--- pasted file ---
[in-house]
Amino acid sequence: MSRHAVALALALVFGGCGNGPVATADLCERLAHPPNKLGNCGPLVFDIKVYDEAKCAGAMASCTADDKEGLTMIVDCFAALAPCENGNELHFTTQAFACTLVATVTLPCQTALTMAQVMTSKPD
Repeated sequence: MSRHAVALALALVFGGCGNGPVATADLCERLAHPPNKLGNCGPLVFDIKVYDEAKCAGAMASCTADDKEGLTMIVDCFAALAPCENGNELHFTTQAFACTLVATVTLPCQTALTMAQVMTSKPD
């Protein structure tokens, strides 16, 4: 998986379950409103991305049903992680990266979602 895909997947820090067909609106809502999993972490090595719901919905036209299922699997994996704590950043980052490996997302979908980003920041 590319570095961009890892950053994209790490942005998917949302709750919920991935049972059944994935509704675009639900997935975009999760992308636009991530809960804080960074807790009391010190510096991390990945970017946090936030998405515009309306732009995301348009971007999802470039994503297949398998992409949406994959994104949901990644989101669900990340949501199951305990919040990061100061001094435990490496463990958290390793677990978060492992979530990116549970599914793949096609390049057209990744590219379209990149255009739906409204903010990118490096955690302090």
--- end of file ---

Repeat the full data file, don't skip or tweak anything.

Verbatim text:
[in-house]
Amino acid sequence: MSRHAVALALALVFGGCGNGPVATADLCERLAHPPNKLGNCGPLVFDIKVYDEAKCAGAMASCTADDKEGLTMIVDCFAALAPCENGNELHFTTQAFACTLVATVTLPCQTALTMAQVMTSKPD
Repeated sequence: MSRHAVALALALVFGGCGNGPVATADLCERLAHPPNKLGNCGPLVFDIKVYDEAKCAGAMASCTADDKEGLTMIVDCFAALAPCENGNELHFTTQAFACTLVATVTLPCQTALTMAQVMTSKPD
């Protein structure tokens, strides 16, 4: 998986379950409103991305049903992680990266979602 895909997947820090067909609106809502999993972490090595719901919905036209299922699997994996704590950043980052490996997302979908980003920041 590319570095961009890892950053994209790490942005998917949302709750919920991935049972059944994935509704675009639900997935975009999760992308636009991530809960804080960074807790009391010190510096991390990945970017946090936030998405515009309306732009995301348009971007999802470039994503297949398998992409949406994959994104949901990644989101669900990340949501199951305990919040990061100061001094435990490496463990958290390793677990978060492992979530990116549970599914793949096609390049057209990744590219379209990149255009739906409204903010990118490096955690302090």